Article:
Sometimes living in two bedrooms with five people and two dogs makes me feel like I’m sitting inside a pressure cooker. It’s loud and chaotic most of the time, being overwhelmed with request after request, and having your house constantly ripped apart by a small pack of hyenas can be stressful to say the least. Everything in 1000 sq. is amplified. The messes seem messier, the noise is noisier, there is NOWHERE to hide….
This “pressure cooker” feeling led me to many google searches and nights digging through Pinterest hoping something or someone had all the answers to my problems. Then I stumbled on a trendy little thing called “minimalism.” I believe the one that I originally read was “getting rid of stuff saved my motherhood.” Feeling overwhelmed and exhausted from constantly picking up stuff, listening to kids fight over toys, and running out of room to store things, I decided to make a change. Little did I know, this change would start to spill over into all aspects of my life, even our decision to home school.
Since all three of our children share a room I have to be pretty selective on what we keep and what we buy for them. After all, toys and other things usually are exciting at first and then become some sort of carpet ornament by day two. So, unless its something that is actually played with on a regular basis, it goes. Honestly, I hate toys! It brings me such joy getting rid of them, I know…. Mrs. Scrooge. My dislike for toys makes it very easy for me to let things go and I think you will be surprised to find how easily kids will adapt to the idea of having less. They actually play better, don’t feel so overwhelmed by all the clutter and are forced to use their imaginations. Win, win!
Trust me, their room still gets messy, after all, kids are kids, but everything has a place and its much quicker picking it all up. I have tried to adopt the motto of “quality over quantity.” A lot of people say it, but it’s so easy to acquire SO much junk, especially with kids. Birthday party gift bags, toys in happy meals, and cheap little “junk toys” as I call them. Little ones love to collect things! So all the Shopkins, littlest pet shops, etc. are so enticing. They are brightly colored and cheap to buy and before you know it you end up with 150 miniature food shaped things with faces that are strung across the floor and forgotten about. The most important thing to remember is that minimalism with kids is something that can’t just be achieved, it has to be constantly maintained. We are still working on it and have a long way to go, but it’s a lifestyle not just a spring cleaning. Living with less stuff, less square footage, less obligations, just less everything gives you the opportunity for more. More time, more money, more sanity.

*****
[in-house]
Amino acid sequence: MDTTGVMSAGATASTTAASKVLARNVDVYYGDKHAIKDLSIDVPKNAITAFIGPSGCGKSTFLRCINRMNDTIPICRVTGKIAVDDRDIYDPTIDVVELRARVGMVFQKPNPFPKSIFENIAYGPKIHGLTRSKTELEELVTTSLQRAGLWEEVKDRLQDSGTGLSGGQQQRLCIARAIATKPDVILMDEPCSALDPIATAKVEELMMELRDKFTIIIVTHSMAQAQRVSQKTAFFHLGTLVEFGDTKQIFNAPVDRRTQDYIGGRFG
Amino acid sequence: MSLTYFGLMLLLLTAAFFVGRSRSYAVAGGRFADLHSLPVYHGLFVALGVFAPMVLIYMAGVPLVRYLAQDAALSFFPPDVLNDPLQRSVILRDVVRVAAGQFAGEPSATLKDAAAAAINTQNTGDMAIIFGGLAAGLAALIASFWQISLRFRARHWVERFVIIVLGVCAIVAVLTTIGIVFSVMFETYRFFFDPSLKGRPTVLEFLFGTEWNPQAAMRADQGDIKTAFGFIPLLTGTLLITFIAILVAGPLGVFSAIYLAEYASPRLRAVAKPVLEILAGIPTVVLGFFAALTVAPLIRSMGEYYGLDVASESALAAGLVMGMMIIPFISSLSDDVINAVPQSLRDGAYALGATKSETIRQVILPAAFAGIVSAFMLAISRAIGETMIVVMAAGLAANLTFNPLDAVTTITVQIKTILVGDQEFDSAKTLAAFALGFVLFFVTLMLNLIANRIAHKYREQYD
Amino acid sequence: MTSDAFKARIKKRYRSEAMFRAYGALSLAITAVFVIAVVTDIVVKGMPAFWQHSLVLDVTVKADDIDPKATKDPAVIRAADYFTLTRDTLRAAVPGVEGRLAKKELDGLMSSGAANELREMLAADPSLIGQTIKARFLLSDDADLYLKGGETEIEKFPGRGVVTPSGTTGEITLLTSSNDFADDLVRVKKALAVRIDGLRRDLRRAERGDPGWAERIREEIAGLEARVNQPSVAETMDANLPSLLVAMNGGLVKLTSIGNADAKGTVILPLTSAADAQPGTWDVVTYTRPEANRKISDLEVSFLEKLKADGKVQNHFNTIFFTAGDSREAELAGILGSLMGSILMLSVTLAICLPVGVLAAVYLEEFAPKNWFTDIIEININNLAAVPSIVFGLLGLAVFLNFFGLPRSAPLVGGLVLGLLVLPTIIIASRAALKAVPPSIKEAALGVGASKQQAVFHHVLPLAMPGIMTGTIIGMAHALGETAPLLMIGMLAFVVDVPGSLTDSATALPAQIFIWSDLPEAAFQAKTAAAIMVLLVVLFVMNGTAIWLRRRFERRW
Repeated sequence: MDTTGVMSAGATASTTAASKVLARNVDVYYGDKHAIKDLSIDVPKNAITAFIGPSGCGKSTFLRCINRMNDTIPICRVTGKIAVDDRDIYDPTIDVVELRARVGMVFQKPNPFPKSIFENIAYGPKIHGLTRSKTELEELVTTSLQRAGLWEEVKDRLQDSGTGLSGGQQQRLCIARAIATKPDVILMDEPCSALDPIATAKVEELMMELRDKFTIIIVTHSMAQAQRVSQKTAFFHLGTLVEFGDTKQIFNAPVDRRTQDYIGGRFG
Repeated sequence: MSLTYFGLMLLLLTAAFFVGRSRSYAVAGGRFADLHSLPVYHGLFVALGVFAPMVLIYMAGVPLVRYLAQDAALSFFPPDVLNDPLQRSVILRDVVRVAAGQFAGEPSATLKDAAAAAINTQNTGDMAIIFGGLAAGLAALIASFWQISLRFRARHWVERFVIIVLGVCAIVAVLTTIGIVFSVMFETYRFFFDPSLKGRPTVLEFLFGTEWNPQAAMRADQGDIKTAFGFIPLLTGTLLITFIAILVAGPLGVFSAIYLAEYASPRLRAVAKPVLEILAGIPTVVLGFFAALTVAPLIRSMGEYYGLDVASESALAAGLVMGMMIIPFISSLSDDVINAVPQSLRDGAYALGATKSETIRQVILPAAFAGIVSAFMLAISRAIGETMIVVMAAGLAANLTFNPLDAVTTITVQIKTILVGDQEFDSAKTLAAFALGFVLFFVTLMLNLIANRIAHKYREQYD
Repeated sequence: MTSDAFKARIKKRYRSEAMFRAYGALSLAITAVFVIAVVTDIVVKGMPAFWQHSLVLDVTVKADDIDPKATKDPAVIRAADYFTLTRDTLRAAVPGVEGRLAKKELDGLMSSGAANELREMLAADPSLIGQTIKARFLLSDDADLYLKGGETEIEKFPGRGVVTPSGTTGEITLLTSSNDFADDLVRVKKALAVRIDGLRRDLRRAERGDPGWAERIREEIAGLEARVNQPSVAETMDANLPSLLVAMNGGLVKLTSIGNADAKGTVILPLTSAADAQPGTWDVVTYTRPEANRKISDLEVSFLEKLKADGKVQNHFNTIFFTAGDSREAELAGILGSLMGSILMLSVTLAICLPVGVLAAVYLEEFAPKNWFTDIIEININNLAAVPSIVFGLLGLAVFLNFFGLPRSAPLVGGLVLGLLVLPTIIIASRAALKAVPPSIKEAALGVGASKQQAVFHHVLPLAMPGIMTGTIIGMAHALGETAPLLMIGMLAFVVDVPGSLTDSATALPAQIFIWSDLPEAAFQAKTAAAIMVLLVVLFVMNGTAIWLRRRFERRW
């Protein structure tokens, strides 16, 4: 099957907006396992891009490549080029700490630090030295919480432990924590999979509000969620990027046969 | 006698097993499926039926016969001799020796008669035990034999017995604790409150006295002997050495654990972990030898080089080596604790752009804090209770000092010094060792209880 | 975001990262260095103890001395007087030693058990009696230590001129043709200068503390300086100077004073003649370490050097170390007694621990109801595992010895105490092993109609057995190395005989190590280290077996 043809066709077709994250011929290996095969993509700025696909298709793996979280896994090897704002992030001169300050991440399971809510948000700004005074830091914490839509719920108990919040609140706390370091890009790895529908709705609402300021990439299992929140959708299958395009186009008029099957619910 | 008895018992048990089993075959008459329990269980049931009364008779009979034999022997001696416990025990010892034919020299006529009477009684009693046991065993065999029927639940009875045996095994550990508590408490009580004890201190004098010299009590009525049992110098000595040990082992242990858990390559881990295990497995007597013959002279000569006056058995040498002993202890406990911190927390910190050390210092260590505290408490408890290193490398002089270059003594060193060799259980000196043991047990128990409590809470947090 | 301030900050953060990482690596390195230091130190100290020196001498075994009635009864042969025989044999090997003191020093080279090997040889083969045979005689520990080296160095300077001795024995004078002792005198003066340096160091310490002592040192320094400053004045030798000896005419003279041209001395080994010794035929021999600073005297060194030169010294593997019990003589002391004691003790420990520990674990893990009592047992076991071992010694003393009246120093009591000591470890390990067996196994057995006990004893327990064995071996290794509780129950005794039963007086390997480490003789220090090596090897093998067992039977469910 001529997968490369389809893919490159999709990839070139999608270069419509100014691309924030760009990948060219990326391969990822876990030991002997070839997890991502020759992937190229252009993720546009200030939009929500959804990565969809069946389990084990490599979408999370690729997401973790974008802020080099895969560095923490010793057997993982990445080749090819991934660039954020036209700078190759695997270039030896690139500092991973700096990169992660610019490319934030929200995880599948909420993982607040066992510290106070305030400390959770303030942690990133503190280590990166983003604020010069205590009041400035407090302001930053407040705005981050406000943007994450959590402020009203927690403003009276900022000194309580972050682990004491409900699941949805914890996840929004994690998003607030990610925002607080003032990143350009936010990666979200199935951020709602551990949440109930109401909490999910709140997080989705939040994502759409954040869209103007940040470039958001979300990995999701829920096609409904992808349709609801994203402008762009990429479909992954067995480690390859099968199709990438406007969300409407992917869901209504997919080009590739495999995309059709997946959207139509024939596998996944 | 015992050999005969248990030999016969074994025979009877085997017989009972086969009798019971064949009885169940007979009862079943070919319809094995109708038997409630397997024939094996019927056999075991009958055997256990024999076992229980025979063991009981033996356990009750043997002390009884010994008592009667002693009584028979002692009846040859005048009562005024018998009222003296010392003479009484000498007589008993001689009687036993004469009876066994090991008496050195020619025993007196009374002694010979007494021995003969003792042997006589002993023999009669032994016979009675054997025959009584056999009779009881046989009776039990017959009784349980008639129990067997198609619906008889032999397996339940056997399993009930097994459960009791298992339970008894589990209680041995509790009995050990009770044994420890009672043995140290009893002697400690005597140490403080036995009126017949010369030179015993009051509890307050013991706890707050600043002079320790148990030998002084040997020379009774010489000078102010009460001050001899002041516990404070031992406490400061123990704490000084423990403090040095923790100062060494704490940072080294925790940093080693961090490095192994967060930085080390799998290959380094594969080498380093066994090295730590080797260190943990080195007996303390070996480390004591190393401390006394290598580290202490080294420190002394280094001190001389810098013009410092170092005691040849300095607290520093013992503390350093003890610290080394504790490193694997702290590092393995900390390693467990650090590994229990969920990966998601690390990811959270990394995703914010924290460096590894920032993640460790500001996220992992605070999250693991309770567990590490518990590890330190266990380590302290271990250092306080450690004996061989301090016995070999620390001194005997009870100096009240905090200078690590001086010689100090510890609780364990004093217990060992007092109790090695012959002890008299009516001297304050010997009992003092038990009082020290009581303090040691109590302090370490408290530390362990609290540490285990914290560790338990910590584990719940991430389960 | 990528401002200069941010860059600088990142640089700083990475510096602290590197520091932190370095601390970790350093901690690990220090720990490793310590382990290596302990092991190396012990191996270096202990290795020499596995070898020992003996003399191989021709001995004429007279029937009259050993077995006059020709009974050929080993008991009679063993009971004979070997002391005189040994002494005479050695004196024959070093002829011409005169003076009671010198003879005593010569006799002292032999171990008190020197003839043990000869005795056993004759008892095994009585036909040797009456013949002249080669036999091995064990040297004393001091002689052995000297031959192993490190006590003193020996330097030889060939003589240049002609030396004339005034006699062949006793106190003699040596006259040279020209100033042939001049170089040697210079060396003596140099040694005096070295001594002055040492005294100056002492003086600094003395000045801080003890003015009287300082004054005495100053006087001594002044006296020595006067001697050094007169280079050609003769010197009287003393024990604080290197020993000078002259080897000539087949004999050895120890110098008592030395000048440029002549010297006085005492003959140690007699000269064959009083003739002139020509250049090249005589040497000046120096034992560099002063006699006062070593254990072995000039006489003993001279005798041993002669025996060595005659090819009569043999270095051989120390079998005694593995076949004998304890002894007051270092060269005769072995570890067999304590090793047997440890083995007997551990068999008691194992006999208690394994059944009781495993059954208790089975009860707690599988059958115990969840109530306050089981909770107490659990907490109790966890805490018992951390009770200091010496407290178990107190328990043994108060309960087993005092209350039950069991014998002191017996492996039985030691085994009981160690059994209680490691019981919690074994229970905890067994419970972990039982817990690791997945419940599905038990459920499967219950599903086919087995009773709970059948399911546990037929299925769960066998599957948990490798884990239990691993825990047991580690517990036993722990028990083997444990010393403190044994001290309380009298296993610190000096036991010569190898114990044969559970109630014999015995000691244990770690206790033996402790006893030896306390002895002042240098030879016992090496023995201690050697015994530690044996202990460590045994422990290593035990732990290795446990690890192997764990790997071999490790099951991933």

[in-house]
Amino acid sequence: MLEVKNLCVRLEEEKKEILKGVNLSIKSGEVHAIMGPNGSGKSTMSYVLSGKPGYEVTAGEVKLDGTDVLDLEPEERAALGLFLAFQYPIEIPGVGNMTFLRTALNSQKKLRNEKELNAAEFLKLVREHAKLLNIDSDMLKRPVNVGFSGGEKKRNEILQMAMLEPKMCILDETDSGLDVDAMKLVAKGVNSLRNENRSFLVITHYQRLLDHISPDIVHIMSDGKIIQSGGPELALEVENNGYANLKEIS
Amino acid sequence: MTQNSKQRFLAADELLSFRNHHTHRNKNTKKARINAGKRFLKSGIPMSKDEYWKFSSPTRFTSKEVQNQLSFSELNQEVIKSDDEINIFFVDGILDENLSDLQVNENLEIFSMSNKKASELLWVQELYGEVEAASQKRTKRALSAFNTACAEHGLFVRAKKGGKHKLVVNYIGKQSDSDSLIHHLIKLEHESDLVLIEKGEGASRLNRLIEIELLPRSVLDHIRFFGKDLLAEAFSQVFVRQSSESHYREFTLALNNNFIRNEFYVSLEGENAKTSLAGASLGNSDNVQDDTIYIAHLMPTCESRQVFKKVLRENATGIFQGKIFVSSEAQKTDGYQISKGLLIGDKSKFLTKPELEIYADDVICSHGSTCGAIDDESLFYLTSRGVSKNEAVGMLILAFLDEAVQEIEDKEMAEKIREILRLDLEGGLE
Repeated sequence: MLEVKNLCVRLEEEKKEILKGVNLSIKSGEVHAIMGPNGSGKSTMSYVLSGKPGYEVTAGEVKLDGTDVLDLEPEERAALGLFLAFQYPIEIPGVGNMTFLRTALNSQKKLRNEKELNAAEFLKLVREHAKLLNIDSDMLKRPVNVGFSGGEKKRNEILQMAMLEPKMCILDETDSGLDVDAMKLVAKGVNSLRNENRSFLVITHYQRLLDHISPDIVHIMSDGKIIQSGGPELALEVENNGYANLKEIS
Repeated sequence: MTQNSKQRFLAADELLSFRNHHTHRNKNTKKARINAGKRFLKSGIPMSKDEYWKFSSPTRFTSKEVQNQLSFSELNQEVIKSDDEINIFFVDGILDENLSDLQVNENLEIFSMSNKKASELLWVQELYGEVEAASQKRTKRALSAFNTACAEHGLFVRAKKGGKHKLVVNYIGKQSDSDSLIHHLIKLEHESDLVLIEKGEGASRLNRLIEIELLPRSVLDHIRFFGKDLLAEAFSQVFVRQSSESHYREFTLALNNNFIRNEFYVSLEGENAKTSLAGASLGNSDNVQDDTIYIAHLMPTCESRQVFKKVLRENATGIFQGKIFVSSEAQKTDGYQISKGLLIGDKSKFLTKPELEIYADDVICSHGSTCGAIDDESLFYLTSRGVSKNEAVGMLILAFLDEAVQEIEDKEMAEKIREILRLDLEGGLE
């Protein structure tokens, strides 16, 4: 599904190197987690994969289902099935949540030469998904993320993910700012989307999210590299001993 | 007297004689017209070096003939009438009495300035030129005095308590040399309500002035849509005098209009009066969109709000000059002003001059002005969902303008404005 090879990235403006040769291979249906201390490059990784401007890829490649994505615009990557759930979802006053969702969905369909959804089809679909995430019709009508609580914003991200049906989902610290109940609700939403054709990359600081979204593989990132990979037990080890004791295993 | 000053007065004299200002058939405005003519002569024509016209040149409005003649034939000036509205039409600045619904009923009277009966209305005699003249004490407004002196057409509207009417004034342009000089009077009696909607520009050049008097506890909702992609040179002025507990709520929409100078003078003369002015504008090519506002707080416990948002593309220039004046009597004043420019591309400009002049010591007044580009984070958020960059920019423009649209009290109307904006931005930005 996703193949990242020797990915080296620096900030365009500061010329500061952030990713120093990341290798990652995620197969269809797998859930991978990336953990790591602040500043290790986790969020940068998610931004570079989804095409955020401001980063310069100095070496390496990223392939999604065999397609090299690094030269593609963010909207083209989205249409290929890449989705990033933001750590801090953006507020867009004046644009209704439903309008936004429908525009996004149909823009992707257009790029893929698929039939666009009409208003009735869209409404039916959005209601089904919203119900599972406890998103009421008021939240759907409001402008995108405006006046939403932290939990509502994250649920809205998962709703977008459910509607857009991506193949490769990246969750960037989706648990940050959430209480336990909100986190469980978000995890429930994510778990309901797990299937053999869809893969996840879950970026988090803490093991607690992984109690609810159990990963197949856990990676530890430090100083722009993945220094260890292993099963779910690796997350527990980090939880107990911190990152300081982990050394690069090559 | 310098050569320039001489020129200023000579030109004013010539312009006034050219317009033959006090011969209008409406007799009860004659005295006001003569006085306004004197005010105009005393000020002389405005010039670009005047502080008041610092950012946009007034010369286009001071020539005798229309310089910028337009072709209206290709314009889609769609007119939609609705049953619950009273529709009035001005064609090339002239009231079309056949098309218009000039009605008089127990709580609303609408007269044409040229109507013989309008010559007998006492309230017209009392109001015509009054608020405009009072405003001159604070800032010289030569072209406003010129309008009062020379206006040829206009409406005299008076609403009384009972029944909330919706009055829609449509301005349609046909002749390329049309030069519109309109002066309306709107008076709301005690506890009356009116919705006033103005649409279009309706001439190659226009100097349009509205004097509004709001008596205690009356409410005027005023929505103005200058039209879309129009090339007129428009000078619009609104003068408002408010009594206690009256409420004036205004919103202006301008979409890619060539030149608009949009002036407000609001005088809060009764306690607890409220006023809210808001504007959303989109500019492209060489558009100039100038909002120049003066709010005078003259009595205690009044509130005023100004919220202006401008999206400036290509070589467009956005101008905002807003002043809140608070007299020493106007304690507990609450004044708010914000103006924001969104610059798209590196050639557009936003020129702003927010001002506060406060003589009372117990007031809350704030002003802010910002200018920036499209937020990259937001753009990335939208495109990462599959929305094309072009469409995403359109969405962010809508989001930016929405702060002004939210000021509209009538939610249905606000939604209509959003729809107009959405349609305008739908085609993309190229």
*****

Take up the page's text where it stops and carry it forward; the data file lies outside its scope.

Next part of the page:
The toys were just the first step! After that I started small, cleaning out bathroom cupboards, hall closets, and rubber maids. Next stop, closets! Shoes, clothes from 2002, and that book you read ten years ago. Its got to go! If you are on the fence about starting this process, just do it, once you get started it becomes addicting. I find myself continually going through things and thinking I don’t really need this or that. Now my walls are becoming more bare, my house is easier to pick up and I’m able to have three kids share one closet.
Here are some quick tips that helped me:
*start small and with something that is not sentimental, like the bathroom cupboards.
*Just do a little at a time, otherwise it can feel overwhelming and you are less likely to finish.
*Learn to say no! Say no to that extra play date you were dreading, say no to the toy aisle at target, say no to that free gift bag giveaway.
*Buy quality over quantity. Maybe your children have one or two nicer pairs of shoes instead of fifteen pairs of cheap shoes.
*Stop buying plastic toys! They break easily and can be a major eye sore in your living area.
*For holidays give the gift of an experience! Go on an adventure! Or quality over quantity!
*If you absolutely love it, keep it! If you use it often, keep it. If it’s something “that you might use again someday.” Ditch it. Soon you will own half the amount of stuff!
**** Most important tip! FINISH the job, when decluttering I tend to have boxes of stuff that need to go to Goodwill or Salvation Army and I have failed to even load it in my car. I did all the work of going through things, now it’s time to take that final step.
Sometimes I feel like I’m fighting a never ending influx of stuff. Especially with a very creative daughter who is teetering a fine line between collector of all things and hoarder! Minimalism with kids is definitely possible, but it takes time and some continued efforts. We live in a society where bigger is better! More is better! I’m finding out that isn’t always true. It’s a bit of a life lesson for me and I hope my children learn from minimalism to value moments, experiences and people more than things.
If you need more motivation here’s a link to some great reasons kids need less not more!! Hope everyone has a great week!